CLAYTON, Mich. - Mars shone brightly in the dark night sky, a brilliant disk surrounded by millions of lights no bigger than pinpoints.
No high-powered telescope was necessary to see the planet. Yet each night thousands of people will look to the skies and miss it, its radiance blotted out by the glare of manmade lights.
That's why many stargazers travel to Lake Hudson State Recreation Area in Lenawee County, about 50 miles northwest of Toledo, where the skies are dark, and city lights are too far away to interfere.
The 2,700-acre park was designated as Michigan's first Dark Sky Preserve in 1993, making it the state's only area in which lighting is controlled for the enjoyment of the night sky.
With the expiration of that 10-year designation approaching, amateur astronomers hope state lawmakers will agree to keep it black.
“This is the largest block of land in southeast Michigan without a fixed permanent light,” said Wes Boyd, 53, a local stargazer who worked to secure the dark sky designation. “We have the best combination of dark skies and open horizons with very little development in the area.”
At the Dark Sky Preserve at Lake Hudson State Recreation Area, lighting is limited so it doesn't interfere with activities like stargazing and nighttime and wildlife photography. State Rep. Doug Spade, (D., Adrian) has introduced a bill to make Lake Hudson a permanent dark sky preserve and eliminate the 2003 expiration date. Mr. Spade, who is blind, said he understands why so many people are upset about the ever-disappearing night sky.
“I had never really stopped to think about how light pollution does make it difficult to see the sky. And we're getting more and more light in the state and in the country,” Mr. Spade said. “We just hope we can keep the Dark Sky Preserve as it is.”
The bill, now in the House conservation and outdoor recreation committee, is expected to be considered when the legislature resumes session in September. Members of the Jackson Astronomical Society brought the issue of the waning designation to light. A recent Saturday night visit found veteran and newcomers peering through the eyepieces of a variety of telescopes.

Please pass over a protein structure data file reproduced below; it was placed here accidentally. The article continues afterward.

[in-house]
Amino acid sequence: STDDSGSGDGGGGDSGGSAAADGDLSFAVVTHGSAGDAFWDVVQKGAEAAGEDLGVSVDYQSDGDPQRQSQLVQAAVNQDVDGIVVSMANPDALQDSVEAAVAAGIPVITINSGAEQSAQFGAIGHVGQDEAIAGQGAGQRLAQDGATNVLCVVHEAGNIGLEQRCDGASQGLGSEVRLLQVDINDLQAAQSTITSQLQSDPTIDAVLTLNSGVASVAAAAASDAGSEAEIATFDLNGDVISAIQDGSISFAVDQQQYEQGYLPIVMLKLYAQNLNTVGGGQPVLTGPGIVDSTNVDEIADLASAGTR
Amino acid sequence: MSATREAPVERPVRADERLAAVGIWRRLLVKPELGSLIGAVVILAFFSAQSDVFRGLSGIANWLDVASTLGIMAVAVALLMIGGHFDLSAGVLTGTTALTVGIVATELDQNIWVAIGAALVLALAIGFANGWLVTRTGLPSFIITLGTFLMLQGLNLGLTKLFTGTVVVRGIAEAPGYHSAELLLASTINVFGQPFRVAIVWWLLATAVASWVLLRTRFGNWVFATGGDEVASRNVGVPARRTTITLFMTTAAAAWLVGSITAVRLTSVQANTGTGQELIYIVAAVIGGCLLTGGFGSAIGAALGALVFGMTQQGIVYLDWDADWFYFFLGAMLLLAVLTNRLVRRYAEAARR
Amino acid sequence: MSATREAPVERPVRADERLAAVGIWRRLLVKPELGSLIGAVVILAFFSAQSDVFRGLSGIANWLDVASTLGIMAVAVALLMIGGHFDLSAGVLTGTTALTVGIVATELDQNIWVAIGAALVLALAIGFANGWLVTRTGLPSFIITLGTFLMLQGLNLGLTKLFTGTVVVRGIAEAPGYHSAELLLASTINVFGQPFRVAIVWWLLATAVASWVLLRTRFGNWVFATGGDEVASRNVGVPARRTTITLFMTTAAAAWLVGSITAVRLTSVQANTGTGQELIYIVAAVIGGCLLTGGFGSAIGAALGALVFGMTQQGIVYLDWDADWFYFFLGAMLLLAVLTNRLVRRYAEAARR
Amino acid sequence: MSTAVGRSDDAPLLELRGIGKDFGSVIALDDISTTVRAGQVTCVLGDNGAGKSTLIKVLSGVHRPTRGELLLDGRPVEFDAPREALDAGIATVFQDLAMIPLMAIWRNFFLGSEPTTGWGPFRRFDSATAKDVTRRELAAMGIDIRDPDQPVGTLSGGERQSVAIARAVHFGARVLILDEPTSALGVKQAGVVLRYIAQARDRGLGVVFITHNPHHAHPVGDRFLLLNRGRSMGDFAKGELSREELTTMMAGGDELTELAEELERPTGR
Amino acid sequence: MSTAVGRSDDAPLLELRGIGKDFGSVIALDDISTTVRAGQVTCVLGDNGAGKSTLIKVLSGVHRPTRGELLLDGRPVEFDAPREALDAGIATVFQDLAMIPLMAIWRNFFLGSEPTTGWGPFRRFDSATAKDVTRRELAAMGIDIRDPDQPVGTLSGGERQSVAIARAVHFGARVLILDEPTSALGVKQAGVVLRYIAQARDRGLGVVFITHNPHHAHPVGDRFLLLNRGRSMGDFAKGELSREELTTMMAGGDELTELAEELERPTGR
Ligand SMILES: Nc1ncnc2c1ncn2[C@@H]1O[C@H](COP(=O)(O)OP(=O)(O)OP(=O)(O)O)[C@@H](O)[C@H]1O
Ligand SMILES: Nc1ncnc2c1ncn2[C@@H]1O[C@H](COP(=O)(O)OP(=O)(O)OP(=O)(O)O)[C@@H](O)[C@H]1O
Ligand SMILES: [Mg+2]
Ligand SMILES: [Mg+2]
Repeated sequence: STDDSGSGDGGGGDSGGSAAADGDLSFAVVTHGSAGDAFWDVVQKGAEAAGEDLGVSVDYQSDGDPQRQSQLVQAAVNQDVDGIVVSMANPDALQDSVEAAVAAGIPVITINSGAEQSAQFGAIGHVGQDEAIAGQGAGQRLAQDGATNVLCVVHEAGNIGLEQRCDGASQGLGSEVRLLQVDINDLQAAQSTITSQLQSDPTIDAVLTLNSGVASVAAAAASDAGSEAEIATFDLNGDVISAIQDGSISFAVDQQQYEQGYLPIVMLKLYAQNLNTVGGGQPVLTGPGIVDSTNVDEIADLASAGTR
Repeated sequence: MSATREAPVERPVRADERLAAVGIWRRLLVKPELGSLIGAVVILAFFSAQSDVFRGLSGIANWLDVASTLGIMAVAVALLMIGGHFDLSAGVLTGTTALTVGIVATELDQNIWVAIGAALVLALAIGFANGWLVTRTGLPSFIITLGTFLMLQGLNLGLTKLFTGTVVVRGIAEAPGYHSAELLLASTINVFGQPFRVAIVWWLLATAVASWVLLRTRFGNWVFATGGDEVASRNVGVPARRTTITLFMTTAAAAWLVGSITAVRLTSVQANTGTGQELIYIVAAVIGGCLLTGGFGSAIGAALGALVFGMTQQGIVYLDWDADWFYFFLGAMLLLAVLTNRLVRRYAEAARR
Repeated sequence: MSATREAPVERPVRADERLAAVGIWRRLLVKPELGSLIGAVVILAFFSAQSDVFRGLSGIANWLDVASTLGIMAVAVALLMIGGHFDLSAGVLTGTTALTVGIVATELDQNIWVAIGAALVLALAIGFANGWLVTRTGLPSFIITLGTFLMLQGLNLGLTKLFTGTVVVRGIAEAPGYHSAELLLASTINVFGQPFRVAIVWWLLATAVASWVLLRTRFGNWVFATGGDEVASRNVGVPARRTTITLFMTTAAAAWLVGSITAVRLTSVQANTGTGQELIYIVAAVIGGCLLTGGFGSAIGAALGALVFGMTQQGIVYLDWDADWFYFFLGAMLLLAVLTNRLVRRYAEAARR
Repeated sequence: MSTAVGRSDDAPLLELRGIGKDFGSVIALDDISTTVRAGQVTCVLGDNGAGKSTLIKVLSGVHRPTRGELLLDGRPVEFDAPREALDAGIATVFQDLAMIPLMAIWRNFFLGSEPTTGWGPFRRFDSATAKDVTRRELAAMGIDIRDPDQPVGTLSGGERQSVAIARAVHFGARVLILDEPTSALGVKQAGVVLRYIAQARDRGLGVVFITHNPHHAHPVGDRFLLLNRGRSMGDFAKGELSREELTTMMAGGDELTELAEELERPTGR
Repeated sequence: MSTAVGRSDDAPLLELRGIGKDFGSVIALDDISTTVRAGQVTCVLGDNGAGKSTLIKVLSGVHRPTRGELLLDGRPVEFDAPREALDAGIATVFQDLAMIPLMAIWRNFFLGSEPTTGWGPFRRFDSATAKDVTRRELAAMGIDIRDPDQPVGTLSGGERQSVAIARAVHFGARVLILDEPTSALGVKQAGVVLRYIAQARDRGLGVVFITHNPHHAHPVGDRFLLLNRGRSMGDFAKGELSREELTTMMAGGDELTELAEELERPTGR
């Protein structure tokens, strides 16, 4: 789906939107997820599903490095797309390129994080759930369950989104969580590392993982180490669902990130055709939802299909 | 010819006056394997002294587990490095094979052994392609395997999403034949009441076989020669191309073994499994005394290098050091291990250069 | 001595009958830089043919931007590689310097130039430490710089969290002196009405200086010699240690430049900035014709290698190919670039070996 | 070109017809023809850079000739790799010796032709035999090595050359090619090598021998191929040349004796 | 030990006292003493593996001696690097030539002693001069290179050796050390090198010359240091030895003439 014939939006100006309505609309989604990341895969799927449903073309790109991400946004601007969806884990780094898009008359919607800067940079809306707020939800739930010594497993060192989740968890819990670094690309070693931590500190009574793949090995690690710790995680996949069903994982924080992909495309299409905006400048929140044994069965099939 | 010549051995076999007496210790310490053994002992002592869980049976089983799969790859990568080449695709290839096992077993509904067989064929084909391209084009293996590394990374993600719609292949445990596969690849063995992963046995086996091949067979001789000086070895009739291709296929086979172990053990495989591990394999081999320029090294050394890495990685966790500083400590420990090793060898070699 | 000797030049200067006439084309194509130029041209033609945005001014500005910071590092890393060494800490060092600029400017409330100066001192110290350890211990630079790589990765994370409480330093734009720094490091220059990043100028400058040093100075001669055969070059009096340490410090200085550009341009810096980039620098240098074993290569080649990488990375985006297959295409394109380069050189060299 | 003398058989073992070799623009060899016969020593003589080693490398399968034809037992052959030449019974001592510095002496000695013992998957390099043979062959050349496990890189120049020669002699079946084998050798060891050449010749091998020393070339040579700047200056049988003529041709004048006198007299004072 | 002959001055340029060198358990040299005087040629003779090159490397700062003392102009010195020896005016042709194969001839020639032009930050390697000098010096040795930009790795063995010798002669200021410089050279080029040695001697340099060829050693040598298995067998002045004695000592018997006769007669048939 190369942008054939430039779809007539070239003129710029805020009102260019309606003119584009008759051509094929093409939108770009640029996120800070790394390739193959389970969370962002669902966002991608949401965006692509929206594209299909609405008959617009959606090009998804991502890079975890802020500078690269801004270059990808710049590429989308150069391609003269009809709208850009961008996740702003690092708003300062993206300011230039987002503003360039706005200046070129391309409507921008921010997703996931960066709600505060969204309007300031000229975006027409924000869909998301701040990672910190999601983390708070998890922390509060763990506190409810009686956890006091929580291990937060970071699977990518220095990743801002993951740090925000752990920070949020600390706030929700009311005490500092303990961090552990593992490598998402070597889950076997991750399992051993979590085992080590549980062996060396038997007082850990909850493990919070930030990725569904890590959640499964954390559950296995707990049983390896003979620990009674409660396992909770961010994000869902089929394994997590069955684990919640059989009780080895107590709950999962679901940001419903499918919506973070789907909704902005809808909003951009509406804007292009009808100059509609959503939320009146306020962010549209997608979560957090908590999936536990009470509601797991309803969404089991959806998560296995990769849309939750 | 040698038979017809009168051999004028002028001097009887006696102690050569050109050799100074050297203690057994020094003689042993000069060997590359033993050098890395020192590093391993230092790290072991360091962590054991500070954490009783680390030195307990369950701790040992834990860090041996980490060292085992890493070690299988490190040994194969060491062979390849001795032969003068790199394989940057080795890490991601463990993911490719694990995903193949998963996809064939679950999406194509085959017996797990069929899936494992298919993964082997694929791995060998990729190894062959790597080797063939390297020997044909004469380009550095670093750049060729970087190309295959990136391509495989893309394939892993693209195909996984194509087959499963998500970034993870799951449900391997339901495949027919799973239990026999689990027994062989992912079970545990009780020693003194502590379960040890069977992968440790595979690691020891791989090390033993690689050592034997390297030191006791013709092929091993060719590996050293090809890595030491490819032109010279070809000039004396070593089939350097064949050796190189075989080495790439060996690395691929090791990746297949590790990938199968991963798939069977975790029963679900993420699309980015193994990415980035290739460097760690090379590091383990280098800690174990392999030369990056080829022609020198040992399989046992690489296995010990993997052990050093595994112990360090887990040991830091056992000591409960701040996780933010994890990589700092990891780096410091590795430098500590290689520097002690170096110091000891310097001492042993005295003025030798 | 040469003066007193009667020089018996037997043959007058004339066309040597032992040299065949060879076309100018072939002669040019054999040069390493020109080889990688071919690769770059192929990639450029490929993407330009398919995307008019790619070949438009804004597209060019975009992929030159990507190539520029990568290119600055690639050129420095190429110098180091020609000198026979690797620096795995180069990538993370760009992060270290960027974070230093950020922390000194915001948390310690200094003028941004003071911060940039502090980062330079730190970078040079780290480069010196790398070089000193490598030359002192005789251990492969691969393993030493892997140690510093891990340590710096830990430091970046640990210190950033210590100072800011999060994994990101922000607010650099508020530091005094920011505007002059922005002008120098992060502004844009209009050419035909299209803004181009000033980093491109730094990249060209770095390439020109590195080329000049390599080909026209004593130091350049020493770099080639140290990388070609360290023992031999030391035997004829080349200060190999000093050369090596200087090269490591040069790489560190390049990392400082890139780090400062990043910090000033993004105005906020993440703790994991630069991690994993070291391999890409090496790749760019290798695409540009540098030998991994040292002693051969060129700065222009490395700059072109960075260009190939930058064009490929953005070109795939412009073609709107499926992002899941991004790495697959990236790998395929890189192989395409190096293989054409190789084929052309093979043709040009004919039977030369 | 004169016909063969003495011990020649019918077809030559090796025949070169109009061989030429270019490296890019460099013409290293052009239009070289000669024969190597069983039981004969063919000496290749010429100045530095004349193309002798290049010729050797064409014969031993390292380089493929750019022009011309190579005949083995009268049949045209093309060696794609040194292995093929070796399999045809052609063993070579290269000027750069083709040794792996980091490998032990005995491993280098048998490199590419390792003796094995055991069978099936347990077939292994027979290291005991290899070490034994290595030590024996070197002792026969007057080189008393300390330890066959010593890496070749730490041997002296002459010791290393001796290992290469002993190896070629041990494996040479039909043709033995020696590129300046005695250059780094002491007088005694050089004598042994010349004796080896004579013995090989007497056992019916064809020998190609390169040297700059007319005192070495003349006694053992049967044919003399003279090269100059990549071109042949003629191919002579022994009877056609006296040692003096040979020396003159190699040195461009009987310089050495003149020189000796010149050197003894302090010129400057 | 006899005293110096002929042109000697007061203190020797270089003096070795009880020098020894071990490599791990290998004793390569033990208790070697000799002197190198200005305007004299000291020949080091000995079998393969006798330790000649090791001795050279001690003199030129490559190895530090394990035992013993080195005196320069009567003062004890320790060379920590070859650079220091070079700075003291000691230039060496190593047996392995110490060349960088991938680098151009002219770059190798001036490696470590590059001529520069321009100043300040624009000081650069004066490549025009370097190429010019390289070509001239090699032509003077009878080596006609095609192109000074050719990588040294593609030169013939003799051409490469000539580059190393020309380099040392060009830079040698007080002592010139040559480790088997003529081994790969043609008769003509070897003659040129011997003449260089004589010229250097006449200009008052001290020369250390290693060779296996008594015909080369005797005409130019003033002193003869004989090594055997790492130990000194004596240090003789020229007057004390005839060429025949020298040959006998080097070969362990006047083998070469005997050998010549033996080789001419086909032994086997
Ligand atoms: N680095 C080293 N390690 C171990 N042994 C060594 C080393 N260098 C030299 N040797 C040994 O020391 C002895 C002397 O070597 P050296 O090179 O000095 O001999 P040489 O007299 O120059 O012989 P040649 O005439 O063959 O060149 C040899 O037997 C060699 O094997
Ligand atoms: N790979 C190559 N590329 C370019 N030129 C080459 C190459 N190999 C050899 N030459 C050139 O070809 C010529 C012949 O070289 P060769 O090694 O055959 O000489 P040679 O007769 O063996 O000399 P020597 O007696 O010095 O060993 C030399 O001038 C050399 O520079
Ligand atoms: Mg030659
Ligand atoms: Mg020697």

Of course, the darker it is the better.
“This is a dark sky preserve, so we try to observe during the darkest time,” said Bob Frybarger, a member of the Jackson club. And with no clustered development for several miles, darkness comes quickly.
At least once a month, they line up telescopes of various sizes and jump from one to another. As evening dissolves into night, dozens of constellations, satellites, and even planets are pointed out.
Ken Rheault backed away from his 31/2–inch telescope to share the view of Albireo with newcomer Linda Kanser. A longtime stargazer, Mr. Rheault, 53, of Jackson pointed out the double star - one blue, one gold - better known in the circle as the Wolverine star.
Mrs. Kanser, 50, a first-time Lake Hudson visitor, was thrilled by the find. “It's so beautiful,” she said.
Alex Mak, assistant director at the Ritter Planetarium and Brooks Observatory in Toledo, said many people are genuinely interested in astronomy. But as subdivisions replace farmland and skyscrapers continue to blossom, the effects of light pollution are more obvious.
“Kids living in the cities can spend their entire lives without ever seeing the Milky Way,” Mr. Mak said. “In the country, you can see it with the naked eye. But unless you make a point of it, it's possible that a city dweller may never see it.”